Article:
- Cost saving—Participants noted social media enables virtual collaboration, which could reduce travel costs. Communities also can be harnessed to provide answers to the public, which reduces strain on, and expenses for, government workers.
- Resources—Officials worried about the technical challenges of social media, such as use of bandwidth and the potential for malware to penetrate existing systems. Social media could open up officials to an unmanageable number of inquiries from the public. Language barriers also could be an issue. Information technology personnel would also need to train and monitor personnel for appropriate and legal use of the tools.
- Legal and regulatory ramifications—Participants identified four areas of concern: appropriate use of tools; accuracy of posted content; compliance with state and federal laws, such as the Freedom of Information Act; and potential consequences of legal agreements with social media providers that might have terms unacceptable to the state.
- Governance—The group expressed concern about how to control who is allowed to post and what content can be posted or associated with an official page. Certain advertisements might also cause confusion.
- Making a business case—As conducting a cost-benefit analysis would be difficult for social media initiatives because the landscape is dynamic, officials were concerned with how to best allocate the investment of precious time.
- Security—The group was concerned that malware could penetrate the agency and/or affect the public, and that sensitive information could be exposed or leaked.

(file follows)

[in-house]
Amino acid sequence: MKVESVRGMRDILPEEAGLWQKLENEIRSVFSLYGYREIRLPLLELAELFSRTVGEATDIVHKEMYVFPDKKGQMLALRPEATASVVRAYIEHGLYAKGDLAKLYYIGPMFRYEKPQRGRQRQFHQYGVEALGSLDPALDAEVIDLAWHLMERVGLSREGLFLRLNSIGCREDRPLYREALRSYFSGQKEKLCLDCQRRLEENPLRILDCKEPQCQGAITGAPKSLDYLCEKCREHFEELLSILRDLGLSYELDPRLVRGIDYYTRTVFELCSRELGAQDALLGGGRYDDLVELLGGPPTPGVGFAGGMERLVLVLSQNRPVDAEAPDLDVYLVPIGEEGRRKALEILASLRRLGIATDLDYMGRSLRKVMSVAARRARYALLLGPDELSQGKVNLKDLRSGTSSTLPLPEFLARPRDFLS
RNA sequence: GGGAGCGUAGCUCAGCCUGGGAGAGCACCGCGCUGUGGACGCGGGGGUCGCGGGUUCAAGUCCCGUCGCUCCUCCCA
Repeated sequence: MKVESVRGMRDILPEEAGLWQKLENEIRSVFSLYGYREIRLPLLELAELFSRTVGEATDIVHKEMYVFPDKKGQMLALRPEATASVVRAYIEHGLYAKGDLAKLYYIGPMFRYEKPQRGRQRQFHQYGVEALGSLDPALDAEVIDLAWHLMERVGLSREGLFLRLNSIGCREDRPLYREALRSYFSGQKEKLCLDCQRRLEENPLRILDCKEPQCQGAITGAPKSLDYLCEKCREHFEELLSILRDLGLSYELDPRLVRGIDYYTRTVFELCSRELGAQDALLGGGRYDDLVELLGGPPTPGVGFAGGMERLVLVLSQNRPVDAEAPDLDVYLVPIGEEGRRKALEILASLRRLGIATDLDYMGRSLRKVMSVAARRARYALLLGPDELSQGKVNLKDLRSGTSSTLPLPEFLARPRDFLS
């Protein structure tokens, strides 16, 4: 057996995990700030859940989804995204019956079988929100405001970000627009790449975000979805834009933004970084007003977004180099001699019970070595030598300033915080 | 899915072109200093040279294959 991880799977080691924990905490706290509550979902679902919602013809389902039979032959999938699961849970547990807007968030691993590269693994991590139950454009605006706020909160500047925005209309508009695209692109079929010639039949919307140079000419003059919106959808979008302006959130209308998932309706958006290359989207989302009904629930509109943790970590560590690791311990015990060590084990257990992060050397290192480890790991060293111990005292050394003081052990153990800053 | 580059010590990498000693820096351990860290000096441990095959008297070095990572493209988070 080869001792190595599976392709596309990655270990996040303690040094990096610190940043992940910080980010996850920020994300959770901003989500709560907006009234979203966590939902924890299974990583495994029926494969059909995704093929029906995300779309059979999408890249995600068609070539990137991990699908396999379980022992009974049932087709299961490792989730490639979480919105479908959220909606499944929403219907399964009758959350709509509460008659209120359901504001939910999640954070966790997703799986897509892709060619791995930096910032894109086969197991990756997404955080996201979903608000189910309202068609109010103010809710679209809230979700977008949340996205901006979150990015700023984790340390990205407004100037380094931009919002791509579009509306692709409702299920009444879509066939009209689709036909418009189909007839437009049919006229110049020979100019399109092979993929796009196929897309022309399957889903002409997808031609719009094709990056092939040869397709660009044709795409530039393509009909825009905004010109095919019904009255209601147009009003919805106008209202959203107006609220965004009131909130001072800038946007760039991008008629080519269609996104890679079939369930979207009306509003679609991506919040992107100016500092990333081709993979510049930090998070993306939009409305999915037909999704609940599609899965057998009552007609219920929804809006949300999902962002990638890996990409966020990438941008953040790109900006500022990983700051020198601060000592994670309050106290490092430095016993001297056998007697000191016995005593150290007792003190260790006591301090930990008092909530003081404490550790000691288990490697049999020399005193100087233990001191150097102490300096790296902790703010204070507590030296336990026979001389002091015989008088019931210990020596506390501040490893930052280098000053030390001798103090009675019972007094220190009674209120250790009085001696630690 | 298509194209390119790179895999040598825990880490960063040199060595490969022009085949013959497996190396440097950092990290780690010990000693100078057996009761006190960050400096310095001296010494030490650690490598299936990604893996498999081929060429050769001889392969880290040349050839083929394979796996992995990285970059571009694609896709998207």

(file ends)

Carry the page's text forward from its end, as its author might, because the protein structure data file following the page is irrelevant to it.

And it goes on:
- Accessibility—Participants were concerned that citizens who did not have high-speed access might be further left behind.
- Perception—Officials fear social media could be seen as a recreational activity that is inappropriate for government officials.
- Information overload—They also expressed concern that the sheer volume of information transmitted across social media could overwhelm and disorient citizens.
- Employee access—Governments that have social media policies often control who can access social media and/or what social media sites can be accessed.
- Account management—Policies typically cover the lifespan of accounts—the creation, maintenance and destruction of these accounts—and which officials oversee this process.
- Acceptable use—Such guidelines delineate how employees may use social media on behalf of the agency, with specifics about personal use and the consequences of violating policies.
- Employee conduct—While this topic is often covered by other state regulations, social media policies should suggest employees conduct themselves with transparency and in a professional manner.
- Content—Some governments specify who should manage social media content and how many, if any, individuals oversee this process.
- Security—This important feature of social media policies focuses on the technical side, such as requiring complex passwords, and also not posting sensitive information.
- Legal issues—Many of the legal issues revolve around the maintenance of public records as well as disclaimers to distinguish personal comments from official agency positions.
- Citizen conduct—Several policies delineate the types of comments acceptable in social media.